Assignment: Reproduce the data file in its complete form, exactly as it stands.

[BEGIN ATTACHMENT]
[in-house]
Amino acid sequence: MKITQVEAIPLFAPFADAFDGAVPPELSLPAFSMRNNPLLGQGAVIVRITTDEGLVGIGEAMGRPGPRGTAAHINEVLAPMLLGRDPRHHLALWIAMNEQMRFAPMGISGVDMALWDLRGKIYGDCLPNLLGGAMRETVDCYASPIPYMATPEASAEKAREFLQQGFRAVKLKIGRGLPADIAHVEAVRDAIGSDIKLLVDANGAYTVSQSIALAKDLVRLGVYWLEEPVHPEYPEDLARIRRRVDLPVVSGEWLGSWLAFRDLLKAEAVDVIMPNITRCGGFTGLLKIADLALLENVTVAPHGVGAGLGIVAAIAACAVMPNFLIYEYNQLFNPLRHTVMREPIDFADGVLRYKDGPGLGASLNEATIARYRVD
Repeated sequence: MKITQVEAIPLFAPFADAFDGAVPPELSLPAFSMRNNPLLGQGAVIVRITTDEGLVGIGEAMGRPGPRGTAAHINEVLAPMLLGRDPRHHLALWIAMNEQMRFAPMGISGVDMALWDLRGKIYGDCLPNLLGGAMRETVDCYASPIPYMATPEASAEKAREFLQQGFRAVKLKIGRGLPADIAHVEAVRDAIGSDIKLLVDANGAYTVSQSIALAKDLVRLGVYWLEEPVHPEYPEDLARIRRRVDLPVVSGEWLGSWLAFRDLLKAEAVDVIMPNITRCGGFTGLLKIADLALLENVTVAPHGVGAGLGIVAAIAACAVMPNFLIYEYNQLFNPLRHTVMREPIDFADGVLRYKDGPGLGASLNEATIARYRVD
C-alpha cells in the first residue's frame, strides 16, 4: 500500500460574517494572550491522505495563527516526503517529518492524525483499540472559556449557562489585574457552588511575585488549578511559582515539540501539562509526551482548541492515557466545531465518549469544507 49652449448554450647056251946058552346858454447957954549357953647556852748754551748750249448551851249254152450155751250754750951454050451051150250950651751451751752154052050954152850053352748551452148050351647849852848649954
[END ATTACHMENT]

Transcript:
[in-house]
Amino acid sequence: MKITQVEAIPLFAPFADAFDGAVPPELSLPAFSMRNNPLLGQGAVIVRITTDEGLVGIGEAMGRPGPRGTAAHINEVLAPMLLGRDPRHHLALWIAMNEQMRFAPMGISGVDMALWDLRGKIYGDCLPNLLGGAMRETVDCYASPIPYMATPEASAEKAREFLQQGFRAVKLKIGRGLPADIAHVEAVRDAIGSDIKLLVDANGAYTVSQSIALAKDLVRLGVYWLEEPVHPEYPEDLARIRRRVDLPVVSGEWLGSWLAFRDLLKAEAVDVIMPNITRCGGFTGLLKIADLALLENVTVAPHGVGAGLGIVAAIAACAVMPNFLIYEYNQLFNPLRHTVMREPIDFADGVLRYKDGPGLGASLNEATIARYRVD
Repeated sequence: MKITQVEAIPLFAPFADAFDGAVPPELSLPAFSMRNNPLLGQGAVIVRITTDEGLVGIGEAMGRPGPRGTAAHINEVLAPMLLGRDPRHHLALWIAMNEQMRFAPMGISGVDMALWDLRGKIYGDCLPNLLGGAMRETVDCYASPIPYMATPEASAEKAREFLQQGFRAVKLKIGRGLPADIAHVEAVRDAIGSDIKLLVDANGAYTVSQSIALAKDLVRLGVYWLEEPVHPEYPEDLARIRRRVDLPVVSGEWLGSWLAFRDLLKAEAVDVIMPNITRCGGFTGLLKIADLALLENVTVAPHGVGAGLGIVAAIAACAVMPNFLIYEYNQLFNPLRHTVMREPIDFADGVLRYKDGPGLGASLNEATIARYRVD
C-alpha cells in the first residue's frame, strides 16, 4: 500500500460574517494572550491522505495563527516526503517529518492524525483499540472559556449557562489585574457552588511575585488549578511559582515539540501539562509526551482548541492515557466545531465518549469544507 49652449448554450647056251946058552346858454447957954549357953647556852748754551748750249448551851249254152450155751250754750951454050451051150250950651751451751752154052050954152850053352748551452148050351647849852848649954